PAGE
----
Twenty years of Fascist talk of "Rome's fated hills" and "ineluctable destinies," of "unavoidable events" and "plows tracing furrows in the ground," have in the end left no trace in contemporary Italian, whereas traces have been left by certain virtuoso experiments of futurist prose, which were unacceptable at the time. And while I often hear people complain about the victory of a middle Italian that has been popularized by television, let us not forget that the appeal to a middle Italian, in its noblest form, came through the plain and perfectly acceptable prose of Manzoni, and later of Svevo or Moravia.
By helping to create language, literature creates a sense of identity and community. I spoke initially of Dante, but we might also think of what Greek civilization would have been like without Homer, German identity without Luther's translation of the Bible, the Russian language without Pushkin, or Indian civilization without its foundation epics.
And literature keeps the individual's language alive as well. These days many lament the birth of a new "telegraphese," which is being foisted on us through e-mail and mobile-phone text messages, where one can even say "I love you" with short-message symbols; but let us not forget that the youngsters who send messages in this new form of shorthand are, at least in part, the same young people who crowd those new cathedrals of the book, the multistory bookstores, and who, even when they flick through a book without buying it, come into contact with cultivated and elaborate literary styles to which their parents, and certainly their grandparents, had never been exposed.
Although there are more of them compared with the readers of previous generations, these young people clearly are a minority of the six billion inhabitants of this planet; nor am I idealistic enough to believe that literature can offer relief to the vast number of people who lack basic food and medicine. But I would like to make one point: the wretches who roam around aimlessly in gangs and kill people by throwing stones from a highway bridge or setting fire to a child-whoever these people are-turn out this way not because they have been corrupted by computer "new-speak" (they don't even have access to a computer) but rather because they are excluded from the universe of literature and from those places where, through education and discussion, they might be reached by a glimmer from the world of values that stems from and sends us back again to books.
Reading works of literature forces on us an exercise of fidelity and respect, albeit within a certain freedom of interpretation. There is a dangerous critical heresy, typical of our time, according to which we can do anything we like with a work of literature, reading into it whatever our most uncontrolled impulses dictate to us. This is not true. Literary works encourage freedom of interpretation, because they offer us a discourse that has many layers of reading and place before us the ambiguities of language and of real life. But in order to play this game, which allows every generation to read literary works in a different way, we must be moved by a profound respect for what I have called elsewhere the intention of the text.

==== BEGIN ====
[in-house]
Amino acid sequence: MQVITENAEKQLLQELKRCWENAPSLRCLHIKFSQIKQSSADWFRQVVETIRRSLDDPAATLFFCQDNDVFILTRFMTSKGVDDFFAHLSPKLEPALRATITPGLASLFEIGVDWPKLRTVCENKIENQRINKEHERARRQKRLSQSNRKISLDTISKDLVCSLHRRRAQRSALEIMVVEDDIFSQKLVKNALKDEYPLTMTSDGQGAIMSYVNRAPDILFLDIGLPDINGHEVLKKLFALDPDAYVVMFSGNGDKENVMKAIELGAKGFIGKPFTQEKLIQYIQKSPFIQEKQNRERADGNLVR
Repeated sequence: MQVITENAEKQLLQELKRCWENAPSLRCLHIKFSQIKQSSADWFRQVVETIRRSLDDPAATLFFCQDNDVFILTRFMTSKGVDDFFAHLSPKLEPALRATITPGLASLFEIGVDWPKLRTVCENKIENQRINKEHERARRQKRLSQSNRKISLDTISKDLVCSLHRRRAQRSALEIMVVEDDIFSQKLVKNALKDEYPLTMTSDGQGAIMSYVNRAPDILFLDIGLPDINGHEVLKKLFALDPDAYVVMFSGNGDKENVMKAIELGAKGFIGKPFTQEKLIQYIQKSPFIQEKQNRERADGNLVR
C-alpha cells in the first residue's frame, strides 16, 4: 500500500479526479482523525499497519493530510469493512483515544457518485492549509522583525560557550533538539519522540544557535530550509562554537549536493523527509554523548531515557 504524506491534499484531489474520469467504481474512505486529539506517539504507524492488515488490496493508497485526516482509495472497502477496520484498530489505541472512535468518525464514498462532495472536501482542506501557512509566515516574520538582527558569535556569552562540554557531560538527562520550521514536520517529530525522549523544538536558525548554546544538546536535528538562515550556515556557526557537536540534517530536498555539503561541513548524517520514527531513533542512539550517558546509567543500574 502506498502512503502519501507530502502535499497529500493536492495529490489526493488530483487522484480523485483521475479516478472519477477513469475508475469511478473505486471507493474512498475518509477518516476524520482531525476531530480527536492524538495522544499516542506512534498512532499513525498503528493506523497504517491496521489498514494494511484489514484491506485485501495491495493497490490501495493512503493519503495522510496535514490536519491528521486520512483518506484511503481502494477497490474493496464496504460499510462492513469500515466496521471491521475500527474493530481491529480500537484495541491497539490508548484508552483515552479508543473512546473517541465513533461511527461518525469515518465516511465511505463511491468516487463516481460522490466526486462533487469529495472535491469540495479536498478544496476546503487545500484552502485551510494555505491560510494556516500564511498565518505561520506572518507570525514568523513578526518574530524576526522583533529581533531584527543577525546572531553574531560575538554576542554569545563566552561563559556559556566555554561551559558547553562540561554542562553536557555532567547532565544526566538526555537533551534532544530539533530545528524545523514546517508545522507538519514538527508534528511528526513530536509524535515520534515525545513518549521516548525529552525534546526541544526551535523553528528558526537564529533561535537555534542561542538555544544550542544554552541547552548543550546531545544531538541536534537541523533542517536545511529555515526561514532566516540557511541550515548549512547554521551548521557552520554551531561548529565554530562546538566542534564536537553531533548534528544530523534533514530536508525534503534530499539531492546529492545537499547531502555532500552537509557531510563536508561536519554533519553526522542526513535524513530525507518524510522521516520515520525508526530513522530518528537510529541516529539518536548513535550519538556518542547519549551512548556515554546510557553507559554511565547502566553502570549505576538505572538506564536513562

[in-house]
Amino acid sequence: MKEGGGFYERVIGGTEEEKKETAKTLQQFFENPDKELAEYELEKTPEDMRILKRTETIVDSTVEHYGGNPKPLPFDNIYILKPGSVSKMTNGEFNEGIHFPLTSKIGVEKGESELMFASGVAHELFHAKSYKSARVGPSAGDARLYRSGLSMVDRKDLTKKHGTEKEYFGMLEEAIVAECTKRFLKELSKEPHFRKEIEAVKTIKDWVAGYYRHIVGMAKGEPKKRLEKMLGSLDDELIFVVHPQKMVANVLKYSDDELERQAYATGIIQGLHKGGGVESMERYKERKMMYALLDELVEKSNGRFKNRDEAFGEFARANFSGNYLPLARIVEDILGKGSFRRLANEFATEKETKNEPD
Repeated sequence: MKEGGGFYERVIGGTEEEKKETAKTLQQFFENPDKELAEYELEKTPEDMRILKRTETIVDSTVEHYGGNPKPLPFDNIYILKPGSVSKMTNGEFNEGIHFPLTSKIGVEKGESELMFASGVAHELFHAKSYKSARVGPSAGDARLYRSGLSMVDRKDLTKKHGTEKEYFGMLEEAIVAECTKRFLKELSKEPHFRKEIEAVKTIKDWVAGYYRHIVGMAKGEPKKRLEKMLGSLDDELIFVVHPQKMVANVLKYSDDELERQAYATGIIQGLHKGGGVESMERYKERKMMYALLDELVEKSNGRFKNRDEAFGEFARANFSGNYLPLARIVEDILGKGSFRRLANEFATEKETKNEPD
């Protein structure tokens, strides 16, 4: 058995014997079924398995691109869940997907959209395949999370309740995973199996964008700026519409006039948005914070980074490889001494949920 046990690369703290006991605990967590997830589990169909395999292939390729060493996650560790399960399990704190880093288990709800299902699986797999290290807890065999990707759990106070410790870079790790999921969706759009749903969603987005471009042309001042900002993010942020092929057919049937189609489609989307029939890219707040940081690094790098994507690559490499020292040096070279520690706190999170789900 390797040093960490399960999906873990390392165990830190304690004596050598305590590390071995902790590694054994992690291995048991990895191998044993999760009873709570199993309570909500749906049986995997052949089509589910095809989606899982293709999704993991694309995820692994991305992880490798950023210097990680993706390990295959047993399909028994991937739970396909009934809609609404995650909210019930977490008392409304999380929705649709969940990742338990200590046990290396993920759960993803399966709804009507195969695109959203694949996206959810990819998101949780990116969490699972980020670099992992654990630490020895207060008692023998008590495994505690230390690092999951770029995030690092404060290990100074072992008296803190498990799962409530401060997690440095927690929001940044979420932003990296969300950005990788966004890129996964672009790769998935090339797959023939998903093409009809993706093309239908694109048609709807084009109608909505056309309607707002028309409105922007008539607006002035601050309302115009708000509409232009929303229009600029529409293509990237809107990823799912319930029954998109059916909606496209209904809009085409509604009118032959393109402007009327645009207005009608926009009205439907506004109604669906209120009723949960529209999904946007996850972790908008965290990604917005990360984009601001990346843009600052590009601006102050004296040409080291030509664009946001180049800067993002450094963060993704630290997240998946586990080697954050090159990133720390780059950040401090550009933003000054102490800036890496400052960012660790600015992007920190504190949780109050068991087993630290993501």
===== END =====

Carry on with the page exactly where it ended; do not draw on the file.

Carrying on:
On one hand the world seems to be a "closed" book, allowing of only one reading. If, for example, there is a law governing planetary gravitation, then it is either the right one or the wrong one. Compared with that, the universe of a book seems to us to be an open universe. But let us try to approach a narrative work with common sense and compare the assumptions we can make about it with those we can make about the world. As far as the world is concerned, we find that the laws of universal gravitation are those established by Newton, or that it is true that Napoléon died on Saint Helena on 5 May 1821. And yet, if we keep an open mind, we will always be prepared to revise our convictions the day science formulates the great laws of the cosmos differently, or a historian discovers unpublished documents proving that Napoléon died on a Bonapartist ship as he attempted to escape. On the other hand, as far as the world of books is concerned, propositions like "Sherlock Holmes was a bachelor," "Little Red Riding-Hood is eaten by the wolf and then freed by the woodcutter," or "Anna Karenina commits suicide" will remain true for eternity, and no one will ever be able to refute them. There are people who deny that Jesus was the son of God, others who doubt his historical existence, others who claim he is the Way, the Truth, and the Life, and still others who believe that the Messiah is yet to come, and however we might think about such questions, we treat these opinions with respect. But there is little respect for those who claim that Hamlet married Ophelia, or that Superman is not Clark Kent.
Copyright © 2002 RCS Libri S.p.A
English translation copyright © 2004 by Martin McLaughlin
All rights reserved. No part of this publication may be reproduced or transmitted in any form or by any means, electronic or mechanical, including photocopy, recording, or any information storage and retrieval system, without permission in writing from the publisher.
Meet the Author
Umberto Eco is a professor of semiotics at the University of Bologna and the bestselling author of Baudolino, The Name of the Rose, and numerous novels and essays. He lives in Milan.
- Bologna, Italy
- Date of Birth:
- January 5, 1932
- Place of Birth:
- Alessandria, Italy
- Ph.D., University of Turin, 1954